Similarly, as shown in FIG. 4, removal of a tear band at the base of a foil cap on a bottle of spirits can be used to allow oxygen ingress to an anti-counterfeiting shrink sleeve provided around the neck of the bottle. When oxygen is admitted to the latent image provided on an underlayer of the sleeve, a coloured pattern develops testifying to the authenticity of the spirit goods.
 In similar vein, a sealing strip can be provided around the base of a crown cork, as depicted in FIG. 5. When this is removed, oxygen is admitted and an image is developed which confirms the authenticity of the product.
 In FIG. 6, the anti-counterfeiting device of the present invention is shown incorporated into a garment label. A tear-off portion is included as part of the label and, when this is removed, oxygen is allowed to permeate into the label and causes the development of an image which confirms the authenticity of the goods. The label may be constructed with a latent image on the tear-off portion, or on the portion which remains attached to the garment, or both.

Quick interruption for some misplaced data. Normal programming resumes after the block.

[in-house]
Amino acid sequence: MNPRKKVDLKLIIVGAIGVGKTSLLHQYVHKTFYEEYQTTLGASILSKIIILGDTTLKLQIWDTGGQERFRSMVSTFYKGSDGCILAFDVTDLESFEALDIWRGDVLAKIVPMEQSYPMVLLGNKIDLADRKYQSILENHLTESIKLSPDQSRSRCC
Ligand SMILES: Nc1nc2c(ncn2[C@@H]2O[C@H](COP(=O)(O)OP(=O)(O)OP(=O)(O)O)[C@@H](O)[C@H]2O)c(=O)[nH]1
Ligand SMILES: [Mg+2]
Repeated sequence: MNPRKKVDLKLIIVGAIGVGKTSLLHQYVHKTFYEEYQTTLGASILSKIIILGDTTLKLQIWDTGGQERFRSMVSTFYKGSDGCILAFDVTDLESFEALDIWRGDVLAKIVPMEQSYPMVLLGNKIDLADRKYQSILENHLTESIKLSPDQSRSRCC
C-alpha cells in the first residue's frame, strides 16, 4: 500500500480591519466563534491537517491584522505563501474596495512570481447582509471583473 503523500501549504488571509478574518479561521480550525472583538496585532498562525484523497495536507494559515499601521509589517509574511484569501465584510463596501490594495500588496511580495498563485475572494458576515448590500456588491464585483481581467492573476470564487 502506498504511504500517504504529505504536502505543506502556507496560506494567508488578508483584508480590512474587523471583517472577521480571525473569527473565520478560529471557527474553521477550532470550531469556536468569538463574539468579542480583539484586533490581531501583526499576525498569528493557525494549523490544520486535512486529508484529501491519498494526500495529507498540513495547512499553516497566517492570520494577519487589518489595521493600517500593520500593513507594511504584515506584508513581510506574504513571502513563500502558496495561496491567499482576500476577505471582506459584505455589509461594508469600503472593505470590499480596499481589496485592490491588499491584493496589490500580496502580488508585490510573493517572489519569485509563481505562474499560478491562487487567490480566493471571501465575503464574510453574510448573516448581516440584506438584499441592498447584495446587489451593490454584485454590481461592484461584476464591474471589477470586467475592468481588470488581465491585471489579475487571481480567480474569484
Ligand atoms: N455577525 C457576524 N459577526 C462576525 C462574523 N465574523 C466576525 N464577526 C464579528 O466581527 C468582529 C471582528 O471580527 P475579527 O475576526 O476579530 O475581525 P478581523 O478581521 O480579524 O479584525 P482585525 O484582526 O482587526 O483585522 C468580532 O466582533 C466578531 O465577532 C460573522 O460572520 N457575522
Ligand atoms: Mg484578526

Although not illustrated in the drawings, it is also possible to have a large label with a number of tear-off patches each of which can be removed by successive would-be purchasers to testify to the authenticity of the goods.
 Although the invention has been described above with reference to particular embodiments, it will be understood by persons skilled in the art that variations and modifications are possible without departing from the scope of the claims which follow.
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|FR1392029A *||Title not available|
|FR2166276A1 *||Title not available|
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|Citing Patent||Filing date||Publication date||Applicant||Title|
|US7414531||Aug 15, 2005||Aug 19, 2008||Nicholas Charles Davies||Theft deterrent system|
|US7682696||Nov 10, 2004||Mar 23, 2010||Sabic Innovative Plastics Ip B.V.||Medical article and method of making and using the same|
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|International Classification||B41M3/14, G09F3/02, B65D27/30, B65D33/34, B65D55/02|
|Cooperative Classification||B65D2101/0084, B65D27/30, B65D55/026, B65D33/34, B41M3/142, G09F3/0292|
|European Classification||B65D27/30, B41M3/14C, B65D33/34, B65D55/02G, G09F3/02D2|
|Nov 7, 2002||AS||Assignment|
Owner name: SCIENTIFIC GENERICS LIMITED, GREAT BRITAIN
Free format text: ASSIGNMENT OF ASSIGNORS INTEREST;ASSIGNOR:LAURIE, ALEXANDER SPEIRS;REEL/FRAME:013471/0793
Effective date: 20020809